Vigilante who recorded encounters with alleged sex predators speaks publicly for first time

Posted at 10:14 PM, Apr 21, 2016
and last updated 2016-04-22 14:24:31-04

GRAND RAPIDS-- The vigilante responsible for helping put accused sex predators behind bars spoke to Fox 17 in an exclusive interview on Thursday. Many people know him by his YouTube account called 'Anxiety War' where he posed as a 15-year old girl online, but he is actually a 23-year old man named Zach Sweers.

It was his videos showing his encounters with alleged sex predators in West Michigan that led to charges of seven men, all of whom face serious time behind bars if convicted.

The meeting with Sweers started out as an informal conversation with no camera, but towards the end he decided he wanted to ask a question. It was then that he agreed to let us start recording.

"I think the question to pose to people is do you know what is really going on online?" said Sweers. "So many people turn a blind eye to it and don't really know how dangerous it can be and what people are capable of doing online. People don't think it's real. The danger is already in your house on the internet."

From there, Sweers discussed his meetings with alleged predators, one of them in Grand Rapids' Richmond Park.

"The man wouldn't look at my eyes when I would talk to him," began Sweers. "It was awesome that he wouldn't look at me because I'm thinking of course I'm not a 13-year-old kid, so it helped my disguise. I actually shaved my hands so I wouldn't look like a 23-year-old, but I pulled my sleeves down over my hands just in case."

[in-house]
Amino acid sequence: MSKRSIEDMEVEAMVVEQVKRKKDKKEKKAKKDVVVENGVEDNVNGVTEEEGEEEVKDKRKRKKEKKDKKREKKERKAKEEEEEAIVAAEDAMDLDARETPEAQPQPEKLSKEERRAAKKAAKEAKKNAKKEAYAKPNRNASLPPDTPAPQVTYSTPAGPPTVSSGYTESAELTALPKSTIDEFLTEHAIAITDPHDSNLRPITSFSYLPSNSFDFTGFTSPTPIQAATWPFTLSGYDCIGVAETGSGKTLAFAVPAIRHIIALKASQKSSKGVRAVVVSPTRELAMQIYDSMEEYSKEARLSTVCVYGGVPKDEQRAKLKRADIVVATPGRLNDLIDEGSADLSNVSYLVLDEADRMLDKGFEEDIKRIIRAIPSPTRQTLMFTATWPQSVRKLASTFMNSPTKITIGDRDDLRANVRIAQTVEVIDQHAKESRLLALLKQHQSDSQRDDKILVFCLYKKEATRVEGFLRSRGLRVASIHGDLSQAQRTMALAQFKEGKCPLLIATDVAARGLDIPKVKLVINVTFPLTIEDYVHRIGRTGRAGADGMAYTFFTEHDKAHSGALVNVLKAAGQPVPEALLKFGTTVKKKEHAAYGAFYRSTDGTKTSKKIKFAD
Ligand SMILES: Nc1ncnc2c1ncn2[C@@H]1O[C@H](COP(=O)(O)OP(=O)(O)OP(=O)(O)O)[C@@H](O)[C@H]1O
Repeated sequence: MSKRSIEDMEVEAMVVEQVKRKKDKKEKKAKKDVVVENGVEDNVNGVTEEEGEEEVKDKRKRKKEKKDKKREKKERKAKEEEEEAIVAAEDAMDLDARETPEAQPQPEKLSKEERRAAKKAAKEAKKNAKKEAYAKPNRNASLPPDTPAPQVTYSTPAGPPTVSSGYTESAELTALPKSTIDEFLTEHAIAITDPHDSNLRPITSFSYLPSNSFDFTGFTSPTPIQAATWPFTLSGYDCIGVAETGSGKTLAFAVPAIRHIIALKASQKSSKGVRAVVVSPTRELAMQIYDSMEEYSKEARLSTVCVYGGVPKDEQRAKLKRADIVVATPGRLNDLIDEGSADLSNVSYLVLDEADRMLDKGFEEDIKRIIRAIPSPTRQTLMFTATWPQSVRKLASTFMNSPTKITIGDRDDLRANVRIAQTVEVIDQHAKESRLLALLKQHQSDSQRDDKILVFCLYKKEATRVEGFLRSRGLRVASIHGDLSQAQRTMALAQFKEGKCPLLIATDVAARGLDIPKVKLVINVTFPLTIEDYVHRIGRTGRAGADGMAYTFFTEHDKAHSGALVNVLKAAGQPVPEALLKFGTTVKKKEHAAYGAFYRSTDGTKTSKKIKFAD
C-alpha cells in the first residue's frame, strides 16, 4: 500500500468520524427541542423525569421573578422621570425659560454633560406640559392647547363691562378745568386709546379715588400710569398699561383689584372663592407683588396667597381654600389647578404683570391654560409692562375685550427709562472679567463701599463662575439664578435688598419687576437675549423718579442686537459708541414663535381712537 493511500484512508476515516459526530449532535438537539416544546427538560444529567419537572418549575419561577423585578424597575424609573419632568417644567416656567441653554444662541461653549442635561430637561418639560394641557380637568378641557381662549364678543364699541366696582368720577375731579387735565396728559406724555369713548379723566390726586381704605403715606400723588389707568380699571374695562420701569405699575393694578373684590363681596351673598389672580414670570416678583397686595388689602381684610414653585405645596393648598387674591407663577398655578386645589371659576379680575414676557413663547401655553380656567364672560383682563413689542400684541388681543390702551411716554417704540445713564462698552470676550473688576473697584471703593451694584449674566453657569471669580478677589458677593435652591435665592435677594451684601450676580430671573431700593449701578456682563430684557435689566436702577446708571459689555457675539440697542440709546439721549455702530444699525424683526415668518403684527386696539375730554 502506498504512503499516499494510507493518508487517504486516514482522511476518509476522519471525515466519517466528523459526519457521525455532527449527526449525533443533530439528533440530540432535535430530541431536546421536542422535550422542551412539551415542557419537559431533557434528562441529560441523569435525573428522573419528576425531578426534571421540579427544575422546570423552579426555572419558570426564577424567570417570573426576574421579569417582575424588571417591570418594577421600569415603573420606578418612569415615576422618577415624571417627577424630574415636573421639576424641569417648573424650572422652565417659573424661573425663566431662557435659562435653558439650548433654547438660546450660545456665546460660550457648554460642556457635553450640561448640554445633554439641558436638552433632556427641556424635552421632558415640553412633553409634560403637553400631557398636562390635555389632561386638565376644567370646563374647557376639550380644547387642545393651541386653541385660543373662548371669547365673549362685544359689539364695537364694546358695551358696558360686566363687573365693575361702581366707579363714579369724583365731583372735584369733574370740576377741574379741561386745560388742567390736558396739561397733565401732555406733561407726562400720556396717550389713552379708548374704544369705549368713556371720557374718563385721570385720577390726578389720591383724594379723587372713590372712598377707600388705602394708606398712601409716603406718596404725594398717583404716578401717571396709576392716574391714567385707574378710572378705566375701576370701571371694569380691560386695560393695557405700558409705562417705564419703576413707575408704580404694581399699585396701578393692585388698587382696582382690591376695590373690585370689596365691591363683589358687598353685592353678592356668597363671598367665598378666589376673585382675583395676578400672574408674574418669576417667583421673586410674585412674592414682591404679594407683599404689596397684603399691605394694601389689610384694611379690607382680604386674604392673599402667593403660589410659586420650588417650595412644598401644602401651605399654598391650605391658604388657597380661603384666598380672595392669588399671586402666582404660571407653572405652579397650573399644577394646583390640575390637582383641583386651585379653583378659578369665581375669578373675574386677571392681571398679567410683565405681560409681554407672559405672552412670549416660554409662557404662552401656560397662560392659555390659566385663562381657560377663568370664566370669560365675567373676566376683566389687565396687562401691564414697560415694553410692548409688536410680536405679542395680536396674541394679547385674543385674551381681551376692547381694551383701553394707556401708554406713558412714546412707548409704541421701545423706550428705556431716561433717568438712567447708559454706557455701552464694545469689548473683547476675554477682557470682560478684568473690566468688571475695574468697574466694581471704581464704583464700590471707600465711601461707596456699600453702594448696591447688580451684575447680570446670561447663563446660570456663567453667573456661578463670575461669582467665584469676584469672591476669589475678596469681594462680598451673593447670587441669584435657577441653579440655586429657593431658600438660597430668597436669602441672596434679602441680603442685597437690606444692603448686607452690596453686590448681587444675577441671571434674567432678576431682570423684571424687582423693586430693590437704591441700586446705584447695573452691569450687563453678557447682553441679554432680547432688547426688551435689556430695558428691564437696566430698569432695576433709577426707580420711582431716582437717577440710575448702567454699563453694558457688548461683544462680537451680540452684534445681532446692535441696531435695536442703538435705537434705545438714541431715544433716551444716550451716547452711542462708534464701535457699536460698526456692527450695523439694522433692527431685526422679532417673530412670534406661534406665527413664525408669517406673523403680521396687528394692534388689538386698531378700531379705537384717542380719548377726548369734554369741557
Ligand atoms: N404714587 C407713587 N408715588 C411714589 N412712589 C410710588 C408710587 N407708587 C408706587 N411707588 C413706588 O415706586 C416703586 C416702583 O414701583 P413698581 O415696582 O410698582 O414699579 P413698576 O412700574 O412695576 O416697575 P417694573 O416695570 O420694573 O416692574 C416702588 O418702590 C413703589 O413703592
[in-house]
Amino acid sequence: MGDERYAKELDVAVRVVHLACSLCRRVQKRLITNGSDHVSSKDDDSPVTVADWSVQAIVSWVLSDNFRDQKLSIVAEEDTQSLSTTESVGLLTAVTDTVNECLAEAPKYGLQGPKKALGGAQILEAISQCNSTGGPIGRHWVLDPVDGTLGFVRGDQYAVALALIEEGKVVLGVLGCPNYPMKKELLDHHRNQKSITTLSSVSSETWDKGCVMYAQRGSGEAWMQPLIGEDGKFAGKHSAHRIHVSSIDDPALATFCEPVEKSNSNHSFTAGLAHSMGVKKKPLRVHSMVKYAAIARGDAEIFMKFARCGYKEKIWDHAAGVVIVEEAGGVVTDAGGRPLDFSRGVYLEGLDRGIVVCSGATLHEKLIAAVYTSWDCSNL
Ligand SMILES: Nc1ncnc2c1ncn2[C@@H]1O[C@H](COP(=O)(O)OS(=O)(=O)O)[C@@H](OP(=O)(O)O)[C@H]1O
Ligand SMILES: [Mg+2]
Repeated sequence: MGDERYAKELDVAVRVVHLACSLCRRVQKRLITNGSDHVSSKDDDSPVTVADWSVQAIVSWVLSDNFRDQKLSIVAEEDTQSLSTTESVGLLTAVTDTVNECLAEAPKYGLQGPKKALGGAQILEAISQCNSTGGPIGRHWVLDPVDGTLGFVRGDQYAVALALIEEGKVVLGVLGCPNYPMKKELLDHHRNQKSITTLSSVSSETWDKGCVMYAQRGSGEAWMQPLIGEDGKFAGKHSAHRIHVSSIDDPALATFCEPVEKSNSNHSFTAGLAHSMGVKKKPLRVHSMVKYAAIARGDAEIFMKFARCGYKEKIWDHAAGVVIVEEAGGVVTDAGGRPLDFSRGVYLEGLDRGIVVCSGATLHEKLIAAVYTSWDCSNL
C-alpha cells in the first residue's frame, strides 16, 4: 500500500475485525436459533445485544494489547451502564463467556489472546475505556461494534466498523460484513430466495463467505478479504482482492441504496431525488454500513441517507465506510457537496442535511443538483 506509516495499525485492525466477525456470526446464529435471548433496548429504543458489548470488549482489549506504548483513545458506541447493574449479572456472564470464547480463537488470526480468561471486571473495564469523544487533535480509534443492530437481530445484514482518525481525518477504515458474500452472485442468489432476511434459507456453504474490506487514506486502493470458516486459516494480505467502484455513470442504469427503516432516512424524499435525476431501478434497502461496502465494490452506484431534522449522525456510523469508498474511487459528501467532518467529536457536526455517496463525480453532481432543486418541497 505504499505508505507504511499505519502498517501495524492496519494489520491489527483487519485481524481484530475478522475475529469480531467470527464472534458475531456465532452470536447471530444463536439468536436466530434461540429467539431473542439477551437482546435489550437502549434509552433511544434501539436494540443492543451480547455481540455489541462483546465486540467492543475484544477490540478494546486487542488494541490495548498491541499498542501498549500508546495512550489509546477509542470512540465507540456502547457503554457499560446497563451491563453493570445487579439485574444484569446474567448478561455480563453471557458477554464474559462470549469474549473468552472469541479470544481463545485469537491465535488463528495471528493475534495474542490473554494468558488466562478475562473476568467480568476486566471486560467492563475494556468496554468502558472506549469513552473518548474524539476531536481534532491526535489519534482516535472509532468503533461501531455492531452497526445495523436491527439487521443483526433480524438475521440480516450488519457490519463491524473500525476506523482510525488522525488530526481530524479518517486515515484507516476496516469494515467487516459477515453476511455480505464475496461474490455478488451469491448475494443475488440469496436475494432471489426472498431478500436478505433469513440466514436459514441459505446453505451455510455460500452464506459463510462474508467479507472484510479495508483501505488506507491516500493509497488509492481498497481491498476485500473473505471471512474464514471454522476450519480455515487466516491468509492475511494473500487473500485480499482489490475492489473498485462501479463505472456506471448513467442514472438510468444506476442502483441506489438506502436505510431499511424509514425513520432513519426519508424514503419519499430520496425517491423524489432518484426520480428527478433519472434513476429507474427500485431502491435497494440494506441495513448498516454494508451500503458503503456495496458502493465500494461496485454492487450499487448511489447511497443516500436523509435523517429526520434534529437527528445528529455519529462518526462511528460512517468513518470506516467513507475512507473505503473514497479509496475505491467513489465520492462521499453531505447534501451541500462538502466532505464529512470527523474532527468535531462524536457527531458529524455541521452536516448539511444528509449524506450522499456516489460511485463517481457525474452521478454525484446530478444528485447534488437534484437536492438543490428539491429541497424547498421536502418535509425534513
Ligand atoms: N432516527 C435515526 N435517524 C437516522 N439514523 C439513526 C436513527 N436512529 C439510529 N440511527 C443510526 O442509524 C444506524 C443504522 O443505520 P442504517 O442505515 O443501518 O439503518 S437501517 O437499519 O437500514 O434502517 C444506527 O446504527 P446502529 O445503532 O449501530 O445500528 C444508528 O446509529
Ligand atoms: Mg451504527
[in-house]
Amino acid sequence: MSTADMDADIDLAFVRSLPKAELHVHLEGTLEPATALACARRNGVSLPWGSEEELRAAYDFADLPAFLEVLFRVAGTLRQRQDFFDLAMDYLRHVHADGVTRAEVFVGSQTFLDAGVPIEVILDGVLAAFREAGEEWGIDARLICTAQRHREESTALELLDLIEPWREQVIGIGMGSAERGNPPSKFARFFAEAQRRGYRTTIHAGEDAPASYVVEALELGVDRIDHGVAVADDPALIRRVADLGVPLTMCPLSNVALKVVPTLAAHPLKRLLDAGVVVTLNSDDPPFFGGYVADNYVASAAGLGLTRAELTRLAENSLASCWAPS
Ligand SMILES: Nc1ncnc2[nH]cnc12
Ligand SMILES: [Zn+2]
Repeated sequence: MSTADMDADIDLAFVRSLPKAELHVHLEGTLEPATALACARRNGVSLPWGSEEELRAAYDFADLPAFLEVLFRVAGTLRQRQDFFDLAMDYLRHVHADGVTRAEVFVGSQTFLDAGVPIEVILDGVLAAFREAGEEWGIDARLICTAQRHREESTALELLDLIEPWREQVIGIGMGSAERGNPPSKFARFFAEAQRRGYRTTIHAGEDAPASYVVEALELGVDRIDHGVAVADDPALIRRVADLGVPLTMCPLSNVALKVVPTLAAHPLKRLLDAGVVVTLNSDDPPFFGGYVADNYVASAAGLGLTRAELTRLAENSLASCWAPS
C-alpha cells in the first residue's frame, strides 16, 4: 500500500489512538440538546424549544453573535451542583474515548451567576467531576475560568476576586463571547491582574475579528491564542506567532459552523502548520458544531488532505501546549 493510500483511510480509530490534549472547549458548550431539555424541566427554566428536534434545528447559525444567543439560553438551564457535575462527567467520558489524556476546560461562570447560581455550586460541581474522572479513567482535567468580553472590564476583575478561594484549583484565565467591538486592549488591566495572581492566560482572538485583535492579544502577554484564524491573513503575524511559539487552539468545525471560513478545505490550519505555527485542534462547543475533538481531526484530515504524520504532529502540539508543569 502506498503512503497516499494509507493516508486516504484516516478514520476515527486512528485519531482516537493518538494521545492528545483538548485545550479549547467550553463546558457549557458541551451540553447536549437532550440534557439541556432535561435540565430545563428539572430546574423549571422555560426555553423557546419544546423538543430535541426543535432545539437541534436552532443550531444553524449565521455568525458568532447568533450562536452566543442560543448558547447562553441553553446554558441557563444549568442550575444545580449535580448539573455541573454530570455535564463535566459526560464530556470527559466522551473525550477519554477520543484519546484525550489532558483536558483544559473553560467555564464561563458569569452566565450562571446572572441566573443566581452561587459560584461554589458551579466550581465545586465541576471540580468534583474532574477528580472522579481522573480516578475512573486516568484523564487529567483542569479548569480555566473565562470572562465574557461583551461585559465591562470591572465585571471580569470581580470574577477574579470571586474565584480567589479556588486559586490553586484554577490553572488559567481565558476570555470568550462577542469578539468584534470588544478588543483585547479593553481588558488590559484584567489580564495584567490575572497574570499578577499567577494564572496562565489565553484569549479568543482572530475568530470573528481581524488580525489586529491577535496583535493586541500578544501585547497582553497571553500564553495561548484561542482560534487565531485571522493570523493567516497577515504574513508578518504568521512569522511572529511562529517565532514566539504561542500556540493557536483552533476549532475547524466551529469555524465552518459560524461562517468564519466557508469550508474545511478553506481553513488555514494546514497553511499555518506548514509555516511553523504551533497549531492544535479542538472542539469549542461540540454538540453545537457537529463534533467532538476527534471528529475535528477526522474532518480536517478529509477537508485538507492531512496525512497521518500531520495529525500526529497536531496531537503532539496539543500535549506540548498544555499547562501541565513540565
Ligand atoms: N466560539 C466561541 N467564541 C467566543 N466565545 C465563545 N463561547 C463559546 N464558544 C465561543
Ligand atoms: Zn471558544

Sweers said his activity started out of curiosity in 2013. He wanted to know how many predators lived in the area, so he answered a personals ad on Craigslist and the rest was history. He recorded his encounters wearing special sunglasses with a camera in them, which would later be evidence he would turn over to police.

"The Pivothead Durango look like normal sunglasses" explained Sweers. "They're not aviators so much, but there's a little processor in there and everything. There's a lens in there, but it's fairly big to capture 1080p, it has to be good. There's a little circle in there. It is weird when I'm confronting people they don't know I'm filming them. Some of them don't, some can see it."

One meeting wasn't enough; he had to keep going.

"It's so fun," said Sweers. "It is like the feeling when your favorite team wins a game but just barely, like a buzzer beater or whatever. It's like that feeling but more. When you're talking to the predator it's like 'Gotcha!'. Knowing that they are on video, I don't want to say it's empowering, but it's fun."

Sweers says he doesn't do it just for that reason; he does it to empower victims to speak up, to keep these people from meeting up with actual children and to get them to help. As far as being hailed a hero, the vigilante says that's not him.

"I'm not in it for the fame," said Sweers. "I think by not talking to the media I think that really illustrates that. I'm not in it for the fame, but when I heard there would be no video cameras here I thought that was cool because I want to talk to anybody, just about this. "

The main thing Sweers wants the public to take away from this is to be vigilant because more predators are out there and can be very manipulative. It doesn't matter who they are or what they look like, they are out there, but Zach doesn't plan on stopping what he's doing any time soon.